Northern Kentucky University professor Dr. Sally Jacobsen and several of her students dismantled the pro-life “Cemetery of Innocents,” display that she has said infuriated her, April 12, 2006.
Now, as part of their diversion programs, several of the involved students have written letters to apologize.
However, last week, one such letter of apology to the NKU community was unfortunately cut off. In order to ensure the letter is read and understood in its full context, the letter is being printed on this page as it should have appeared in the previous issue.
Here is Laura Caster’s apology:
Many of you may remember the unfortunate incident in which a pro-life display was destroyed last spring. This moment of delinquency led to the prosecution of several students, one of whom was myself.
For those who are new to the university, or the area, I will briefly explain what happened that April evening. Shortly upon entering the classroom we, the students, were greeted by an incensed teacher. Her frustration stemmed from a display that had been put up in the middle of campus. It was a replica of a graveyard, only instead of tombstones there stood crosses, behind which a large sign named the display “Cemetery of the Innocents.”
Talk of the abortion issue alone ignites intense and often brutal arguments. So when Northern Right to Life put this display in the middle of campus, they must have known there would be a reaction. And there was.
With a little coaxing from our professor, I and several other students in the class followed her to the display and then helped her to ‘destroy’ it. We destroyed it by pulling the crosses out of the ground and then placing, not throwing or pounding, them in nearby trashcans. Our professor, Dr. Sally Jacobsen, removed the sign.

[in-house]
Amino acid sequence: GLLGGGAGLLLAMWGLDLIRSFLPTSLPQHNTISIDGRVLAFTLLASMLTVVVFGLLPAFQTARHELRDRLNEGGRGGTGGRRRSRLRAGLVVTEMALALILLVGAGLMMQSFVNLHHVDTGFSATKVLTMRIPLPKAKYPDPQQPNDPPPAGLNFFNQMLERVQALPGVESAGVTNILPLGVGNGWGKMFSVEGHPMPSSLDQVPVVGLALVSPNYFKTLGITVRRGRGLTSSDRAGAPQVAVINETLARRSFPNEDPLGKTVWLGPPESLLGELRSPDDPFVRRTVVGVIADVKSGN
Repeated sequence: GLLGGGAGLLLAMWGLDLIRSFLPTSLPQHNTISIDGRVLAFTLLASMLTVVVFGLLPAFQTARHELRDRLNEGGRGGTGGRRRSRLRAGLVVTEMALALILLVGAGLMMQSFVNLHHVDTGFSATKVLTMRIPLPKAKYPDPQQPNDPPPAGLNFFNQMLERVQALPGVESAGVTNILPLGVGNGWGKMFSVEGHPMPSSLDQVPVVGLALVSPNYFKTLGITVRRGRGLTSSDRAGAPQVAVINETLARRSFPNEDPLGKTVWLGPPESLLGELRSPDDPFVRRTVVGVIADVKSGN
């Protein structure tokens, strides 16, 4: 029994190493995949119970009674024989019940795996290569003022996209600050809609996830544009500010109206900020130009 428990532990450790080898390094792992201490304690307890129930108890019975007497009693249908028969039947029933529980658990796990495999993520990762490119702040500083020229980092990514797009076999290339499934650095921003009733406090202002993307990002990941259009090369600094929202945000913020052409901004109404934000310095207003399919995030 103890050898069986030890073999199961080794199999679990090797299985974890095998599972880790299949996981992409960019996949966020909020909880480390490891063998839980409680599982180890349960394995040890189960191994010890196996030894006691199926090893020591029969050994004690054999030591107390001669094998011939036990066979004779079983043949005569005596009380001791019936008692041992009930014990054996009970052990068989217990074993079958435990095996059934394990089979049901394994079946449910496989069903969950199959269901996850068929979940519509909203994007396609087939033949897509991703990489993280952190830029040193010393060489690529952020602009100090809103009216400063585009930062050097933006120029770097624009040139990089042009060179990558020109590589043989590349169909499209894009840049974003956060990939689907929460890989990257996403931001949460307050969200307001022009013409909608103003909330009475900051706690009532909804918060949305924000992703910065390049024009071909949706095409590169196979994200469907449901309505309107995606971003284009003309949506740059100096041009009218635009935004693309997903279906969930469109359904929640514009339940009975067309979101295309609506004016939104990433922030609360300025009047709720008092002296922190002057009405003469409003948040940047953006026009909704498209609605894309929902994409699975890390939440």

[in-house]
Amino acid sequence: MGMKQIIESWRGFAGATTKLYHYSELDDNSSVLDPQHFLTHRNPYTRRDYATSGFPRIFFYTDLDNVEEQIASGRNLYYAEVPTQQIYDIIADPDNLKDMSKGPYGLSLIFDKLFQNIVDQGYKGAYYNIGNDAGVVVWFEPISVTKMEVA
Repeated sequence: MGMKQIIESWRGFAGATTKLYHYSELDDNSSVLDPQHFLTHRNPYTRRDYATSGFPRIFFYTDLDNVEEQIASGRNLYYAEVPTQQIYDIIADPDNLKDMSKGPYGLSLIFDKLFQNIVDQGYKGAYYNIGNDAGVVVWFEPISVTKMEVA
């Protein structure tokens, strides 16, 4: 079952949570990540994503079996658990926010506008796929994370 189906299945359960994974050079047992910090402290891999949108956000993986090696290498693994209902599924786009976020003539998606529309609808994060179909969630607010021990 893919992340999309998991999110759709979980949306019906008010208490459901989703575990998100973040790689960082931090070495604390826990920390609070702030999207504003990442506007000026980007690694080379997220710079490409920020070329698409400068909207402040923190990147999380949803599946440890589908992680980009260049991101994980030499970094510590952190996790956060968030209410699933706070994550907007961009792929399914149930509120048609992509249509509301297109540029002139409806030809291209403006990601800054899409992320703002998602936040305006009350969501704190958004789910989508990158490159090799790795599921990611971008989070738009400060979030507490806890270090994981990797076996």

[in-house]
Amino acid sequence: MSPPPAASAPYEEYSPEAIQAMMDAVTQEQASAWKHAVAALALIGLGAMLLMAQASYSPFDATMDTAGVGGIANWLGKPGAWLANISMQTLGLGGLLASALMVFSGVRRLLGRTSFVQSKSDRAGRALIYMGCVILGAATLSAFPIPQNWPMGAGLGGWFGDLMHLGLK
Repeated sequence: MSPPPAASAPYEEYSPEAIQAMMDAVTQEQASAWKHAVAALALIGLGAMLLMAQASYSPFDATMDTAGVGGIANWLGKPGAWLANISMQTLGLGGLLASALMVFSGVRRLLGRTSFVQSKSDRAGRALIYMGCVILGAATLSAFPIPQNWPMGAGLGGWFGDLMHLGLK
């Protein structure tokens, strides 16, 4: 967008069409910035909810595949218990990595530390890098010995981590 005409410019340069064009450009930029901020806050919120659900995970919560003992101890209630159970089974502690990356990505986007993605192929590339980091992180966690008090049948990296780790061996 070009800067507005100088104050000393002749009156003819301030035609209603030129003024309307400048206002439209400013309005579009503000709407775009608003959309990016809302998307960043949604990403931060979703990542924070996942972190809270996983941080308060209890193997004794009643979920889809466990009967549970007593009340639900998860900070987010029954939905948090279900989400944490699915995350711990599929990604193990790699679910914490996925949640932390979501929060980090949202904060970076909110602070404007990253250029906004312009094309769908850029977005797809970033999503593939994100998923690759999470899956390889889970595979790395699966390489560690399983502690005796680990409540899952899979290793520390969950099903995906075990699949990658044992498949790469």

Although we had, what the prosecutors would later say “destroyed,” which is a synonym for shattered, cracked, damaged and smashed, the display, the very same crosses appeared again the next day.
The following day, as I reflected upon this ‘destruction,’ sarcasm aside, I did know what I had done was wrong. First and foremost, my convictions on the topic and its surrounding issues were, and still are, searching for some concretedness in my ever-changing opinions. It is for this reason that I had no right in claiming such a passionate response to such a passionate issue.
Secondly, I realized that, as a class and an educated group representing not only our university but also our area and alliances of many pro-choice and liberal organizations, we had retaliated foolishly and immaturely.
We should have focused all of that emotion and fervor into our own display, our own voice. We essentially shut the mouths of the pro-life organization with our hands, instead of fighting back with our voices. This must be how we come to so much violence and war in our world.
I called the leader of Northern Right to Life the next day to apologize for my actions. While talking with this individual I expressed, with sincerity, my interest and willingness to volunteer my time, effort, etc., to repay this group directly for my participation in what was an extremely juvenile act.
To me, that seemed like the right thing to do. That would be justice at its full potential. But this is not what happened. Now several months later I’m writing this letter because I have been ordered by the court to do so. Also court-ordered: a $100 fine and 25 hours of community service.
No direct contact with Northern Right To Life, no deeper understanding of what they’re about and what they represent. What has really been learned?
As I hope I have explained, I am sorry for what I did. But I what I am most sorry about is the way we, our university and our community, handled the situation. Here was an opportunity for these two groups to, under university guidance learn more about one another and the other side.
Instead we, the students, were made to serve as examples for liberal and conservative opinions that our parents and other generations taught us. These opinions may not even be our own.
We should have been compromising, we should have been learning, not about right and wrong, but about each other and how to ease the taut strings that we ‘tug-a-war’ with too often.
I am sorry that we had the opportunity for a different kind of hands-on education and we missed it.
Laura Caster sophomore English